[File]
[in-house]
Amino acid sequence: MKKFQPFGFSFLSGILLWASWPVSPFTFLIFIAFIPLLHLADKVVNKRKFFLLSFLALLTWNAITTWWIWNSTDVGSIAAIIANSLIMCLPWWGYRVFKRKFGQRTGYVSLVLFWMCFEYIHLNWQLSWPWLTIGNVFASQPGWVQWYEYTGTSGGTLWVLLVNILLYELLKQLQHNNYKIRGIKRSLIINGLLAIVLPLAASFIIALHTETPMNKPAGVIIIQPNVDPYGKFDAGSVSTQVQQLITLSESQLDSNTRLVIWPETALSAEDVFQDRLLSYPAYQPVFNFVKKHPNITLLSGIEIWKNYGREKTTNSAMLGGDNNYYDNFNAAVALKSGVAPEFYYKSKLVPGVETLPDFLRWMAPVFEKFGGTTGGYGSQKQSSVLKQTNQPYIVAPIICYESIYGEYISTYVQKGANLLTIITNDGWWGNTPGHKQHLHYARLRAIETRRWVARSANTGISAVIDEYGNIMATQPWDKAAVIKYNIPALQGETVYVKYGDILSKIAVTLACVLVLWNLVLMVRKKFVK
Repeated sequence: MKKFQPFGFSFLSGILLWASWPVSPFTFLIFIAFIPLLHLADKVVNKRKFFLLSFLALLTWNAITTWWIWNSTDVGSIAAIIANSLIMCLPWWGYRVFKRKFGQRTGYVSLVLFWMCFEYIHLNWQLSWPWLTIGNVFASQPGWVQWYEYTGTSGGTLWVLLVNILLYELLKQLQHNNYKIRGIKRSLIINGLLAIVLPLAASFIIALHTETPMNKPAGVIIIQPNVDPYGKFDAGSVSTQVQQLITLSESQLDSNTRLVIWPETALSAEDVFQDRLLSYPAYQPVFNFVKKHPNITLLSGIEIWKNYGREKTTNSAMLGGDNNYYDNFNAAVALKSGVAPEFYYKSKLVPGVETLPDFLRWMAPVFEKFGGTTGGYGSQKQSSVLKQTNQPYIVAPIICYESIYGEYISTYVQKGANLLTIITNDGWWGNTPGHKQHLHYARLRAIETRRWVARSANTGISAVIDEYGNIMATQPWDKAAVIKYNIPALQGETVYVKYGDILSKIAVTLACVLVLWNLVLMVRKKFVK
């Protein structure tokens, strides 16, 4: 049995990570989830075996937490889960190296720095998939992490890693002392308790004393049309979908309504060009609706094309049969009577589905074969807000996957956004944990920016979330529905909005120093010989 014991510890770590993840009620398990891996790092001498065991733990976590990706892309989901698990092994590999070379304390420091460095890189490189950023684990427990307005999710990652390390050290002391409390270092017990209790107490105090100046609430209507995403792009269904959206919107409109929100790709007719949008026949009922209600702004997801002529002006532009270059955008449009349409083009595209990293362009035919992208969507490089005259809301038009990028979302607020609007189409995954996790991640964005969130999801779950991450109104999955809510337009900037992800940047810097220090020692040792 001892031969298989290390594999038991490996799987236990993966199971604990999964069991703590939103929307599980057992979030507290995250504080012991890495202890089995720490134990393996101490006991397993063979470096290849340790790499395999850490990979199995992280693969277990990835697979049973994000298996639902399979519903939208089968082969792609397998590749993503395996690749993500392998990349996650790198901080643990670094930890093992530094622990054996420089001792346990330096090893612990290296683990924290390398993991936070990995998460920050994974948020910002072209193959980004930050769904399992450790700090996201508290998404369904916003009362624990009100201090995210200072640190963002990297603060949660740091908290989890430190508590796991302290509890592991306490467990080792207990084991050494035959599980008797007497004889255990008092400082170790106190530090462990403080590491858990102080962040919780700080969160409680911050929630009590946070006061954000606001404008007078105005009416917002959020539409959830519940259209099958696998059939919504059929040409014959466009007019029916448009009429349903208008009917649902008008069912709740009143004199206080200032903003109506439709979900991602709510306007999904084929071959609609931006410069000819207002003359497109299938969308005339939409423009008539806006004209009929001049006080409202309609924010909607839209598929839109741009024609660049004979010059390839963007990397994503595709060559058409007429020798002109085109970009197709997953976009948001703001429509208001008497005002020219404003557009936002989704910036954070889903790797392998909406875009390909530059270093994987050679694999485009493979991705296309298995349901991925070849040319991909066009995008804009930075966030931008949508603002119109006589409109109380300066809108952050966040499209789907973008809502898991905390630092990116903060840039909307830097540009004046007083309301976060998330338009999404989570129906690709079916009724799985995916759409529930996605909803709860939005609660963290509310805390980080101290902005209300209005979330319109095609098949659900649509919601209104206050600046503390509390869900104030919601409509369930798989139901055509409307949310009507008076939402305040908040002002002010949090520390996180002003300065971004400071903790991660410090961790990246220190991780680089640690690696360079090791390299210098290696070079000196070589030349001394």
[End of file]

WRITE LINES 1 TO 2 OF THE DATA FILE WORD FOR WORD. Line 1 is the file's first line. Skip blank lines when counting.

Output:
[in-house]
Amino acid sequence: MKKFQPFGFSFLSGILLWASWPVSPFTFLIFIAFIPLLHLADKVVNKRKFFLLSFLALLTWNAITTWWIWNSTDVGSIAAIIANSLIMCLPWWGYRVFKRKFGQRTGYVSLVLFWMCFEYIHLNWQLSWPWLTIGNVFASQPGWVQWYEYTGTSGGTLWVLLVNILLYELLKQLQHNNYKIRGIKRSLIINGLLAIVLPLAASFIIALHTETPMNKPAGVIIIQPNVDPYGKFDAGSVSTQVQQLITLSESQLDSNTRLVIWPETALSAEDVFQDRLLSYPAYQPVFNFVKKHPNITLLSGIEIWKNYGREKTTNSAMLGGDNNYYDNFNAAVALKSGVAPEFYYKSKLVPGVETLPDFLRWMAPVFEKFGGTTGGYGSQKQSSVLKQTNQPYIVAPIICYESIYGEYISTYVQKGANLLTIITNDGWWGNTPGHKQHLHYARLRAIETRRWVARSANTGISAVIDEYGNIMATQPWDKAAVIKYNIPALQGETVYVKYGDILSKIAVTLACVLVLWNLVLMVRKKFVK